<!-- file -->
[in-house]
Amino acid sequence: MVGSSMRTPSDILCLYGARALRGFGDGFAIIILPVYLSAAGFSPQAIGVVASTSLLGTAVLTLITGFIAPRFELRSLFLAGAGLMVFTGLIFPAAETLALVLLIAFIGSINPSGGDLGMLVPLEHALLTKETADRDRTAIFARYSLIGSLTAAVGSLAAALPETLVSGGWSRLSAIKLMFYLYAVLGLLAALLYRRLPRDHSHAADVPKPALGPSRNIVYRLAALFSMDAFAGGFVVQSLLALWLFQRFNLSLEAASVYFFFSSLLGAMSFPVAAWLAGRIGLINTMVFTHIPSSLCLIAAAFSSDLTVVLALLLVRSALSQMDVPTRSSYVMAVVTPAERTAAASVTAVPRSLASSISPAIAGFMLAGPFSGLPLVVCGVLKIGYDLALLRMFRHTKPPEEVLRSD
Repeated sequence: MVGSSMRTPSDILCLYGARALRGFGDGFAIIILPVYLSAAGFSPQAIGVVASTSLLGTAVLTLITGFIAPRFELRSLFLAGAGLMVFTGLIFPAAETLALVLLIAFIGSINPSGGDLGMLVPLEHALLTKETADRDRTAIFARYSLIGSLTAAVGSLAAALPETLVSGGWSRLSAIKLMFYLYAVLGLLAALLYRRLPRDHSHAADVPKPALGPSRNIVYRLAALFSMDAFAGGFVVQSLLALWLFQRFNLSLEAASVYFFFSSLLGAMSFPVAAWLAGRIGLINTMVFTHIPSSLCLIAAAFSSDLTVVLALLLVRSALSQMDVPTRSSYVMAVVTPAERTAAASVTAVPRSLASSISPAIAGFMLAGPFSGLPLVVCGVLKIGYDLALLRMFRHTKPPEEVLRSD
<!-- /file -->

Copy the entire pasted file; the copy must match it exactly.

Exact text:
[in-house]
Amino acid sequence: MVGSSMRTPSDILCLYGARALRGFGDGFAIIILPVYLSAAGFSPQAIGVVASTSLLGTAVLTLITGFIAPRFELRSLFLAGAGLMVFTGLIFPAAETLALVLLIAFIGSINPSGGDLGMLVPLEHALLTKETADRDRTAIFARYSLIGSLTAAVGSLAAALPETLVSGGWSRLSAIKLMFYLYAVLGLLAALLYRRLPRDHSHAADVPKPALGPSRNIVYRLAALFSMDAFAGGFVVQSLLALWLFQRFNLSLEAASVYFFFSSLLGAMSFPVAAWLAGRIGLINTMVFTHIPSSLCLIAAAFSSDLTVVLALLLVRSALSQMDVPTRSSYVMAVVTPAERTAAASVTAVPRSLASSISPAIAGFMLAGPFSGLPLVVCGVLKIGYDLALLRMFRHTKPPEEVLRSD
Repeated sequence: MVGSSMRTPSDILCLYGARALRGFGDGFAIIILPVYLSAAGFSPQAIGVVASTSLLGTAVLTLITGFIAPRFELRSLFLAGAGLMVFTGLIFPAAETLALVLLIAFIGSINPSGGDLGMLVPLEHALLTKETADRDRTAIFARYSLIGSLTAAVGSLAAALPETLVSGGWSRLSAIKLMFYLYAVLGLLAALLYRRLPRDHSHAADVPKPALGPSRNIVYRLAALFSMDAFAGGFVVQSLLALWLFQRFNLSLEAASVYFFFSSLLGAMSFPVAAWLAGRIGLINTMVFTHIPSSLCLIAAAFSSDLTVVLALLLVRSALSQMDVPTRSSYVMAVVTPAERTAAASVTAVPRSLASSISPAIAGFMLAGPFSGLPLVVCGVLKIGYDLALLRMFRHTKPPEEVLRSD